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Re: Glossary or no glossary



I have to say that all this sounds very exaggerated.  The number of terms
seems to me to be not only finite but quite small (even if more than one of
them refer to the same thing).  There are already controlled vocabularies
for describing various things and lists of them in Standards (and Thesauri
for MARC fields - eg for use in field 655).  These lists can be added to,
and less formally, terms of art seem to spread quite rapidly in special
interest groups if they are found useful.


>From: "Dorothy C. Africa" <africa@LAW.HARVARD.EDU>
>Reply-To: "Book_Arts-L: READ THE FAQ at http://www.philobiblon.com"
>      <BOOK_ARTS-L@LISTSERV.SYR.EDU>
>To: BOOK_ARTS-L@LISTSERV.SYR.EDU
>Subject: Re: Glossary or no glossary
>Date: Wed, 7 Mar 2001 21:23:54 -0500
>
>    To take up the topic Gudrun raised, much as a standard terminology
>would help
>to communicate, I doubt that the various schools of thought could come to a
>happy agreement.  Even if strict translation from language to language was
>possible, would one traditional school of thought yield to another, and
>should
>it?  What is called the fore edge in English, is called the mouth by the
>Chinese, and the spine is, to them, the brain.  I have to admit I am
>partial to
>the English terms, but I can see the logic of the Chinese view.  Given that
>the
>intellect (or lack thereof) is often most evident in the brain-mouth
>connection,
>one might say that the Chinese terminology speaks volumes.
>  Of course, the English 'spine' is a very good analogy given the
>importance of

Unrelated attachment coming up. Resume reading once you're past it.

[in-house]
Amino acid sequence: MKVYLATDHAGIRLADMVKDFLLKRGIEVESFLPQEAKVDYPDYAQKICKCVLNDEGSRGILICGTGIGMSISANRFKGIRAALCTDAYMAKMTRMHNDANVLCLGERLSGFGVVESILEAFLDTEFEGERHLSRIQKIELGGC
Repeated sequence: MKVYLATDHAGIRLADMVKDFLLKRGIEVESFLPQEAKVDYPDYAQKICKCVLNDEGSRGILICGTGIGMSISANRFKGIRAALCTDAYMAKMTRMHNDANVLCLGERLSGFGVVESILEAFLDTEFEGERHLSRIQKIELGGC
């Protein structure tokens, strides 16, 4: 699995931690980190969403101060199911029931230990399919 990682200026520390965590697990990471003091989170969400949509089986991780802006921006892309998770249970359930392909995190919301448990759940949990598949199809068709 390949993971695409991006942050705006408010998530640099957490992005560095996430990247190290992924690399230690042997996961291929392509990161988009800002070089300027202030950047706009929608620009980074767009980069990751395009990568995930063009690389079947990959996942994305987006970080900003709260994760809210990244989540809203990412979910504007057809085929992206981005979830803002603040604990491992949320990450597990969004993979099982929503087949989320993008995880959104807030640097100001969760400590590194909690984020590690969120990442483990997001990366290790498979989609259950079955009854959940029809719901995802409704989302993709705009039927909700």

>this area to the structural function it serves.  So who is to say which
>terms
>prevail?
>    Then there is the problem of private vocabulary.  Every binder probably
>has a
>few terms either coined by necessity or learned from a forgotten source.  I
>often have to repair new books received from third world countries which
>are so
>poorly constructed that they arrive already broken.  I just repaired one
>yesterday, a  brand new  book from an eastern country, which had a spine a
>good
>six inches wide on a quarto sized book.  The text block was already
>detaching
>itself from the case because, as often happens on these books, there were
>no
>spine linings to speak of.  The book was held into the case by the thin
>paper
>pastedowns and a crumpled piece of cheesecloth like fabric which covered
>about a
>third of the spine and extended less than an inch either side.  I call such
>a
>token lining piece 'a fig leaf'.  It is there only to preserve an
>appearance of
>decency and serves no real purpose whatever,  least of all the one
>suggested by
>its location.  Now, if I told another binder that a lot of my time at work
>is
>wasted on "fig leaf bindings" he or she would not have a clue what I was
>talking
>about, but they are a major headache in a lot of libraries, so I know lots
>of
>other people are coping with the problem.
>   In short, Gudrun is right, but, Oh Lord, straightening out language is
>to herd
>cats--and to do it in Hell.
>     Dorothy Africa
>
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